Skip to main content

A virtual machine approach to fuzzing interfaces

·12 mins

In redpanda the core data structure used to move around nearly all bytes that flow through the system is called iobuf. Because it is used in so many contexts the iobuf interface has grown over time and become more complex in order to accommodate a variety of use cases. Needless to say, the correctness of this utility is critical. But how do we go about testing it? How can we be sure that we are exercising all of its edge cases?

Enter automated fuzzing. We’ve been writing fuzz tools at Redpanda Data since the early days, and they’ve generally been based on a harness that executes a random schedule like the following snippet:

struct op {};
struct op_a : op {};
struct op_b : op {};

std::vector<op*> ops;
for (auto* op : ops) {

Here each op is an action that modifies the system state. They are run in a random order, and after each action completes, the state of the system is verified. What these operations are and what constitutes the verification step is completely dependent on the target of the testing. For example it could be the iobuf interface, or it could be an entire subsystem.

Thinking back, this was a very effective technique that helped us quickly find and address rare issues that may have otherwise been found by users. We were always aware that this random generation wasn’t particularly sophisticated, and that it had a tendency to generate uninteresting schedules. But run long enough, these tools would eventually reveal an edge case or behavior we had not considered.

I had been vaguely aware that fuzzing was a large area of study in computer science with well-known folks talking about it in the context of their research. But it was only recently that I tried to use fuzzing tools myself, and discovered just how rich the area is with prior work. See for a taste. It turns out the topic of fuzzing nerd sniped me for a solid week. But I walked away from that diversion with a long list of fuzzing related topics that I want to deep dive into, as well as what I think is a solid approach to guided fuzzing for iobuf. That’s what we are going to look at in the remainder of this post.

The fuzzing target #

The target of our fuzzing is going to be a data structure called iobuf. Effectively an iobuf can be thought of as a contiguous byte sequence, but optimized to support operations that would be inefficient if the bytes were stored physically contiguous (e.g. random insertion). Under the hood an iobuf stores its data in variable-sized segments as a means to deal with memory fragmentation and efficiently support various types of operations by reducing the amount of data movement. Here is an abbreviated version of the iobuf interface:

class iobuf {
    void reserve_capacity(size_t);

    void append(const char *, size_t);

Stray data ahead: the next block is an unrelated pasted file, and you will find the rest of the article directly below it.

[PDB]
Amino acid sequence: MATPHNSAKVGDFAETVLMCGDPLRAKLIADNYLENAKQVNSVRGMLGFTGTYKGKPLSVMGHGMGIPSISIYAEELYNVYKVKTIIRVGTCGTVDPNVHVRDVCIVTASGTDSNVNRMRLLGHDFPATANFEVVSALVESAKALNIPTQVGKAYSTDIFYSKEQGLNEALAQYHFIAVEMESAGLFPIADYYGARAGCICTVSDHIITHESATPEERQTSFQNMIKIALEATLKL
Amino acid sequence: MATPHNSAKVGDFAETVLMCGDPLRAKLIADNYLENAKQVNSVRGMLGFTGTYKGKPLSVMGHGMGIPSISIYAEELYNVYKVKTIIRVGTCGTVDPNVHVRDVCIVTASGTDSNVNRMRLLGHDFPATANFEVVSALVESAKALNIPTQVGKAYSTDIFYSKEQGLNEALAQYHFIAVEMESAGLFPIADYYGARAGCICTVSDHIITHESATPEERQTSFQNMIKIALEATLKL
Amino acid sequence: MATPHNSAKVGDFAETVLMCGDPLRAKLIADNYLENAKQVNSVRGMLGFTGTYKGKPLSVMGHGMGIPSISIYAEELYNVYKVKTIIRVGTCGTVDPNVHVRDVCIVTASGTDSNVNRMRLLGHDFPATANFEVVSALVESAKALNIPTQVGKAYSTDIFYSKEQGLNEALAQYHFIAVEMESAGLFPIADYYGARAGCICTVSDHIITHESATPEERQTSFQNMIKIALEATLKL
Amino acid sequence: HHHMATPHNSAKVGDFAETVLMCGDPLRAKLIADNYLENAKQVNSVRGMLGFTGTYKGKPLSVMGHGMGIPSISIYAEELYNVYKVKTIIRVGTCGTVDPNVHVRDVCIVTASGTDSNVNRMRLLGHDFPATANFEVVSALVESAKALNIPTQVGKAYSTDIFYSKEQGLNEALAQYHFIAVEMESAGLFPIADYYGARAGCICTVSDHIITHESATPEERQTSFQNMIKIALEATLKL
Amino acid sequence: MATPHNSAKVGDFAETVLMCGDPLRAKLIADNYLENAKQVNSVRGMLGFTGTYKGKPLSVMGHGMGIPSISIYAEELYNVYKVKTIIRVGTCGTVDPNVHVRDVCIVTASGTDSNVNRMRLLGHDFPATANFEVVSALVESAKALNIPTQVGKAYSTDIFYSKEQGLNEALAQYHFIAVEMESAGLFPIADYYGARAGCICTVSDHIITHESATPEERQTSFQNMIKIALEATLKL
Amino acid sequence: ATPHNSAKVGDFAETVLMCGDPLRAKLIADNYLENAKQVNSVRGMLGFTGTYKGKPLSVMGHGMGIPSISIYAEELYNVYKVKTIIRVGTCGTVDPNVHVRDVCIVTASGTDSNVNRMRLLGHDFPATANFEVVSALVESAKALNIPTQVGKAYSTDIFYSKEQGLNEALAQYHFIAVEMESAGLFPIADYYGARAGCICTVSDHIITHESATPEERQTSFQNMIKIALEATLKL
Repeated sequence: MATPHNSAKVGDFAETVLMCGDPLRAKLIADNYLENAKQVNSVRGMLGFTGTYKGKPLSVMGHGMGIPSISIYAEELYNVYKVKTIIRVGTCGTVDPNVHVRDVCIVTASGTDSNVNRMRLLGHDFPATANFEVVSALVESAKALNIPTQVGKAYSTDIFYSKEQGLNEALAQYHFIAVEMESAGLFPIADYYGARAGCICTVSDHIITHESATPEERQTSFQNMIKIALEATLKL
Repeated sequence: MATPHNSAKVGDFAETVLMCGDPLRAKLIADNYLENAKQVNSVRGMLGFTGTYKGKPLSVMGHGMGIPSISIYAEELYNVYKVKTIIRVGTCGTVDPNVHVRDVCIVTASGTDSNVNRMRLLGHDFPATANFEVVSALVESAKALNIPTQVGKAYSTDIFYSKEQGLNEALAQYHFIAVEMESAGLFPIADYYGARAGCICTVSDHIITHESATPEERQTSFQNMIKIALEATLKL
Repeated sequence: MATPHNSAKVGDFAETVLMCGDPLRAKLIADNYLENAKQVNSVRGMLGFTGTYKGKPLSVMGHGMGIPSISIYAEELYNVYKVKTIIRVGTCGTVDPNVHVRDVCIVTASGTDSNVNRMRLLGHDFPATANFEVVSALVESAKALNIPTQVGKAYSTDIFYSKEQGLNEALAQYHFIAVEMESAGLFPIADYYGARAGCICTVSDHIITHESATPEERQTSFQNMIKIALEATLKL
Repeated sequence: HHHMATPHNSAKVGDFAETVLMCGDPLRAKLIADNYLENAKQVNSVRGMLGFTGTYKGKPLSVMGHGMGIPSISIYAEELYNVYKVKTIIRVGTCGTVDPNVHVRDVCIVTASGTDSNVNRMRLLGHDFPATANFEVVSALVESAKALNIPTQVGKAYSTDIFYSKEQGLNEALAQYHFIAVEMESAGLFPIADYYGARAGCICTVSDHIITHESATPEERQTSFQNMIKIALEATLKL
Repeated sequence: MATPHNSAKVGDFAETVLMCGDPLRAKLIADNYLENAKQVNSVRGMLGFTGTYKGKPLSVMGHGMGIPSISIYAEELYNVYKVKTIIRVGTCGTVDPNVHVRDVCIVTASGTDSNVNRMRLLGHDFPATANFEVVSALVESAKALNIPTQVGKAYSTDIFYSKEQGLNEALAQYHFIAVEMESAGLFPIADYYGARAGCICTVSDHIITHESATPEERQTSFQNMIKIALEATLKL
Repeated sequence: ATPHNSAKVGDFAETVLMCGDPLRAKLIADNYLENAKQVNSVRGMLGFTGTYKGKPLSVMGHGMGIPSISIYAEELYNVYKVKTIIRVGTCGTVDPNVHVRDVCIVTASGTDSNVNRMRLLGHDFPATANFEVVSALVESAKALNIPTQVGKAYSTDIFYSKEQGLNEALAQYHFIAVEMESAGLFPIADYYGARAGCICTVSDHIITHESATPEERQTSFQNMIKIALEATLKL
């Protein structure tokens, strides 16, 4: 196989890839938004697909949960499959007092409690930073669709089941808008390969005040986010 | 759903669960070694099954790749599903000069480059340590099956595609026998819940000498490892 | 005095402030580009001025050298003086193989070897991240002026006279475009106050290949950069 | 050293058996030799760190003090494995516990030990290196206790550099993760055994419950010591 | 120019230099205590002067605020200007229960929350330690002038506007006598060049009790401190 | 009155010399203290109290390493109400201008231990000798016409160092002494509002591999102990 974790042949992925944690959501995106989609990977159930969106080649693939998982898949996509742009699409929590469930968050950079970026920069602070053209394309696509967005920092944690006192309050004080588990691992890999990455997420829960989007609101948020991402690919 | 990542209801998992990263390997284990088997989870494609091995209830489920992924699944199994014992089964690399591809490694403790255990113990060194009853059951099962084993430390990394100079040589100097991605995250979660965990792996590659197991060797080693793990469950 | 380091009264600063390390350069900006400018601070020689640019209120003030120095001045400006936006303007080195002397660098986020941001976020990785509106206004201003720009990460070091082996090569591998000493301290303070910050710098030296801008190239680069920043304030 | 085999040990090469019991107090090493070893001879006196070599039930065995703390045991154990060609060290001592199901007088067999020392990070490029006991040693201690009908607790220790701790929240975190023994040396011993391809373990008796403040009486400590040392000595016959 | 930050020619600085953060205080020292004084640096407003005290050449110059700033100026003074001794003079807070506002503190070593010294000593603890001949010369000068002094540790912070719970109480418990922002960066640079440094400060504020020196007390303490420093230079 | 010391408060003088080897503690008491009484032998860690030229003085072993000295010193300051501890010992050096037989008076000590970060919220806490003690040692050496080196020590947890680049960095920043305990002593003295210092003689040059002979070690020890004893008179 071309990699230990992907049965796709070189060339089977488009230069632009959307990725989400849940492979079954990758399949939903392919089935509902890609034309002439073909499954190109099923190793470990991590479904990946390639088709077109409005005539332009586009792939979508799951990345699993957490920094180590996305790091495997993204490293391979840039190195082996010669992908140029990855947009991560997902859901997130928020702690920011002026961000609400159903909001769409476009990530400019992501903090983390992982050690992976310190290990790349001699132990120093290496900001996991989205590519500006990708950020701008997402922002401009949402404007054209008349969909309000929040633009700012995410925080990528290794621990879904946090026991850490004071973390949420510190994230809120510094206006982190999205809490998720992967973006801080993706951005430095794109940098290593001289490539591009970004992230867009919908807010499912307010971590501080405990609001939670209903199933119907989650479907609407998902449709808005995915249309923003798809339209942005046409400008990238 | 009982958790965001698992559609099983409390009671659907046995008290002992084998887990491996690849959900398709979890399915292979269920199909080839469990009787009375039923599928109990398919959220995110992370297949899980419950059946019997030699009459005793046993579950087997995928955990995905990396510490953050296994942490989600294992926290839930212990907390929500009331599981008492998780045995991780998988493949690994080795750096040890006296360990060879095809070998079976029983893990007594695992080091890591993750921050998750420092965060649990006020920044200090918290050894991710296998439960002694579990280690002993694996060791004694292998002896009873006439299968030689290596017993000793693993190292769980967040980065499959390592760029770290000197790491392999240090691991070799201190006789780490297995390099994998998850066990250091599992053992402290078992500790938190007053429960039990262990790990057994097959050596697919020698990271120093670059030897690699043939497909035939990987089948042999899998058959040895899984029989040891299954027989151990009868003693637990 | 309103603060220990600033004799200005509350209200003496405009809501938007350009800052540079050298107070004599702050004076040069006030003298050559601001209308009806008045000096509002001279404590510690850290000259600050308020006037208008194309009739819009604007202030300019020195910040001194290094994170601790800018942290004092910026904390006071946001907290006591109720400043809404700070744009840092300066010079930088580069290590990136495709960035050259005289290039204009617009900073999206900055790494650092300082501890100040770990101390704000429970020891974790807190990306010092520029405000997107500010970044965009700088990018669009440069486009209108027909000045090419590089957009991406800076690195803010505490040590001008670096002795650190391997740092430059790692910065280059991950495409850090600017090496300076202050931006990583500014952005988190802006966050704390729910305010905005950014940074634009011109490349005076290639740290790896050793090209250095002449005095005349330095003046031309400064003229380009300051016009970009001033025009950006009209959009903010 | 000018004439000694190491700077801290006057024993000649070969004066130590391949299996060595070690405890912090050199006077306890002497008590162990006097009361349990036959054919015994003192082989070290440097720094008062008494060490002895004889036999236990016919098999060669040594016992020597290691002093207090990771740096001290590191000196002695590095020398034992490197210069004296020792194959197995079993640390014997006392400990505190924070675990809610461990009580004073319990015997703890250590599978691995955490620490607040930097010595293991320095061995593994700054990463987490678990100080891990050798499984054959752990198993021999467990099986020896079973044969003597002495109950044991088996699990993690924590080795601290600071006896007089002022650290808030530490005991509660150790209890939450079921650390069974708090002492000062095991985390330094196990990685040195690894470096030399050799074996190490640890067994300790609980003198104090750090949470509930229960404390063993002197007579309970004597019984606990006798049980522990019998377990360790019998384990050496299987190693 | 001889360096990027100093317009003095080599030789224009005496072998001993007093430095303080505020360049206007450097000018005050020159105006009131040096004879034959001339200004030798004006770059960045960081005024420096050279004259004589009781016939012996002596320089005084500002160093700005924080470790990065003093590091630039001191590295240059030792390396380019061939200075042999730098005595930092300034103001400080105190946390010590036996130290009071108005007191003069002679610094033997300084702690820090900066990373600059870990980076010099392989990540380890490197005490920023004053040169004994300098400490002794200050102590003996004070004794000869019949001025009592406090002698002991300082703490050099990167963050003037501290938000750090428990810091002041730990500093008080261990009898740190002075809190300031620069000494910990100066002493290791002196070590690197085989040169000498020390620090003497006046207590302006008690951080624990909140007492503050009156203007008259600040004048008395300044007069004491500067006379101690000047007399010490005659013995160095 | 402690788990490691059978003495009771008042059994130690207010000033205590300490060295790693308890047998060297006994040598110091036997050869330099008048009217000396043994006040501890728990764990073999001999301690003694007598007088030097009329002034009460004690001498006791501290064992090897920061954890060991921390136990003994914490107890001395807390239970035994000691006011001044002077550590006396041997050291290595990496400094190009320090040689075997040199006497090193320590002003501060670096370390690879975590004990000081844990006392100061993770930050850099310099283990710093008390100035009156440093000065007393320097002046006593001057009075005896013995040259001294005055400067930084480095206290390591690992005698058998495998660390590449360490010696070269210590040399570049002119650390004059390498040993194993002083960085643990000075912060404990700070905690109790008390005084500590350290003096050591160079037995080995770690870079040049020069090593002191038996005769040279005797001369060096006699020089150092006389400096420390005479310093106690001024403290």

void prepend(const char *, size_t);

    // zero-copy an extent
    iobuf share(size_t, size_t) const;

    const_iterator cbegin() const;
    const_iterator cend() const;


The iobuf type is used just about everywhere data is passed around: arriving off of a network interface, being read from disk, or sending data to another core. It also contains a lightweight mechanism for performing zero-copy sharing using reference counting, which adds a dimension of complexity to the implementation.

Given how important iobuf is and its non-trivial implementation, we’d like to explore ways to increase our confidence in its correctness by subjecting it to a variety of synthetic workloads. Additionally, we’d like to avoid a naive exploration of the state space, and instead generate interesting schedules that are more efficient at poking a fuzz target. Guided fuzzing using a tool like Clang’s libfuzzer is one way to do this.

Quick intro to libfuzzer #

Guided fuzzing is useful because, in contrast to naively generating a random schedule of operations, guided fuzzers can generate a schedule after observing the behavior of the program under previous schedules. This allows guided fuzzers to target goals such as increasing code coverage, and do so more efficiently.

In this post we’ll consider Clang’s fuzzing framework called libfuzzer. The main interface that libfuzzer provides is the following function. It serves as an upcall and is invoked by libfuzzer providing an opaque blob of bytes that represents a single instance of a test. Our task as users of libfuzzer is to turn these bytes into an experiment which tests the fuzzed target. How the input is transformed into an experiment is completely dependent on what is being tested, be it a compression algorithm, data format, or in our case, iobuf.

extern "C" int LLVMFuzzerTestOneInput(const uint8_t* data, size_t size) {
    // do something interesting with {data, size}

I’m still quite new to guided fuzzers, but I have the impression that the task of deciding how to wrangle the fuzzer’s input data into an interesting experiment is a creative process that represents the majority of the work required to fuzz a target.

Covering fuzzing in general, or even libfuzzer specifically, is beyond the scope of this post. But there are a lot of great resources out there. When I was just getting started, these were (and still are) really useful: